KDE was one of about 50 exhibitors at the LISA (Large Installation System Administration) Conference November 12th and 13th in Seattle. The expo was part of the week-long conference for system administrators that has been held annually since 1986. Expo participants included big name tech companies and smaller niche organizations offering products and services to this audience of professional technical people. As we discovered, KDE is well known among this audience.
Visitors included people who have been "using KDE since version 1.0" and other long time users and supporters. Several people said that they have been contributing code and money for many years. We encouraged visitors to check out the year-end fundraising campaign.
The big KDE logo attracted people to the exhibit space where we covered KDE mentoring programs, answered questions and shared information about current KDE activities. The Krita demonstrations by Oscar Baechler generated a lot of fascinated attention too. It is obvious that Krita offers much more to real artists than GIMP or Inkscape. The large artwork of an Emperor Penguin done in Coast Salish style also drew admiring comments; people liked the tie-in between the Pacific Northwest aboriginal art and free/open technology.
We had intended to have a slide show featuring various aspects of KDE. It didn't work out as planned...fortunately. Instead, people had the opportunity to experiment with the latest KDE goodies—KDE Frameworks 5 and Plasma 5 running on a high performance machine. The system performed well. Several attendees were amazed at the story behind the story: a near complete re-do of the KDE Development Environment and the up-to-date Plasma Workspace. This was an audience that appreciated the effort, the professionalism and the results of KDE's innovations.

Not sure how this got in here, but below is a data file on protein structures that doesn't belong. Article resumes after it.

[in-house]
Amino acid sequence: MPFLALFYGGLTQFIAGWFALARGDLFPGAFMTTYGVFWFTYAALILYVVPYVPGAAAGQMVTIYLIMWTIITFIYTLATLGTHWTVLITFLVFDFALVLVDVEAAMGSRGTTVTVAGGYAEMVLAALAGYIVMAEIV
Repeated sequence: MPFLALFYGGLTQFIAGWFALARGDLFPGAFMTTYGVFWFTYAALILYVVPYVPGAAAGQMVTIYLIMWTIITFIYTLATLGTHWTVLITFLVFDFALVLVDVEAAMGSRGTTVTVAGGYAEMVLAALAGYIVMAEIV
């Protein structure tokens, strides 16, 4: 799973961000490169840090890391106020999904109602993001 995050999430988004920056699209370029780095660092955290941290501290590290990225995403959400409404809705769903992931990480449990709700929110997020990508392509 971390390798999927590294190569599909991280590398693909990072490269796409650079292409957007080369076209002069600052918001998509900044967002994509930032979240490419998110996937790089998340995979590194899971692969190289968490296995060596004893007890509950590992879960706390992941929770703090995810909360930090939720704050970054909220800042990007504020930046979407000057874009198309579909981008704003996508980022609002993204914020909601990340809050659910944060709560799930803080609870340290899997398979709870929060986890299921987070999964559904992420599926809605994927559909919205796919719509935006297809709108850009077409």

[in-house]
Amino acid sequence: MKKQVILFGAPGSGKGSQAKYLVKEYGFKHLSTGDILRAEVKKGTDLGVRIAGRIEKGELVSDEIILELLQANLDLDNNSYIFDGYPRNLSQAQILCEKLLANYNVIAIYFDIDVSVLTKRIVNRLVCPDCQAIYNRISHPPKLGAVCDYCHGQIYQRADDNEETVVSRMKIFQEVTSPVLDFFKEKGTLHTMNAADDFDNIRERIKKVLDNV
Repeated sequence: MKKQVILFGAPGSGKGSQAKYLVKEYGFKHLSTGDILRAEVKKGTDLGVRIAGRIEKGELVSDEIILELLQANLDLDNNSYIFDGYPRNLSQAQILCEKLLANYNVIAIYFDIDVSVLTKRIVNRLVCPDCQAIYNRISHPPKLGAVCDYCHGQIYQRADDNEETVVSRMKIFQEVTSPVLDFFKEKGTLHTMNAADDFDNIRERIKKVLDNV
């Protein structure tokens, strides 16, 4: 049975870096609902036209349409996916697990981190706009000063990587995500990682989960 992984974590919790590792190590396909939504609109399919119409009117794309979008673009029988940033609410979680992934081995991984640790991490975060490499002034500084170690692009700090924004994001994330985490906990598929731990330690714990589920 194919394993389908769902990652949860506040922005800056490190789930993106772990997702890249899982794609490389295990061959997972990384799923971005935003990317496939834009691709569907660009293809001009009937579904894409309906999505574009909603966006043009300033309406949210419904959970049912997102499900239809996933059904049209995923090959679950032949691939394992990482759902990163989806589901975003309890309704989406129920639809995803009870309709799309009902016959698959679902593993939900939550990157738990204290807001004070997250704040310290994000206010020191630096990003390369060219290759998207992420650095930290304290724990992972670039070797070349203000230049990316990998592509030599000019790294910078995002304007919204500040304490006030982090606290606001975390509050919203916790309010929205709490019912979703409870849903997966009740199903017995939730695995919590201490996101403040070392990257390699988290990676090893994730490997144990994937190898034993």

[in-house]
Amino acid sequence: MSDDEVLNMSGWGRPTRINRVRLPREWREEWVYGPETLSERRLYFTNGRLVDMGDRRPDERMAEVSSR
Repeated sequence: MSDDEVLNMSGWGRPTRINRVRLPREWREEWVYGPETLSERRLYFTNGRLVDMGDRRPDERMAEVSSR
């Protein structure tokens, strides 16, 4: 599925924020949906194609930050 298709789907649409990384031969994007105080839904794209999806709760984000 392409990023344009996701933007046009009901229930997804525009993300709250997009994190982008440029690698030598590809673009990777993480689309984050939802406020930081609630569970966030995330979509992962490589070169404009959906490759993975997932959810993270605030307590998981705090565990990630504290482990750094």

Andrew Lake of the KDE Visual Design Group put together a slide show for his big screen, featuring design principles and examples, along with a visual explanation of the technical structure of Frameworks and Plasma.
photo by ogbog
Some members of the Seattle KDE group discussed possibilities of more regional KDE outreach. Valorie Zimmerman and Andrew Lake are part of this group; the Meetup organizer, Aaron Peterson, was also in the booth space.
The LISA conference has long served as the annual vendor-neutral meeting place for the wider system administration community. Recognizing the overlap and differences between traditional and modern IT operations and engineering, the highly-curated 6-day program offers training, workshops, invited talks, panels, paper presentations, and networking opportunities around 5 key topics: Systems Engineering, Security, Culture, DevOps, and Monitoring/Metrics.
LISA was an excellent opportunity to connect with people who know KDE well, as well as people who appreciate KDE software and what the Community stands for.
Many thanks to USENIX for the generous support of KDE.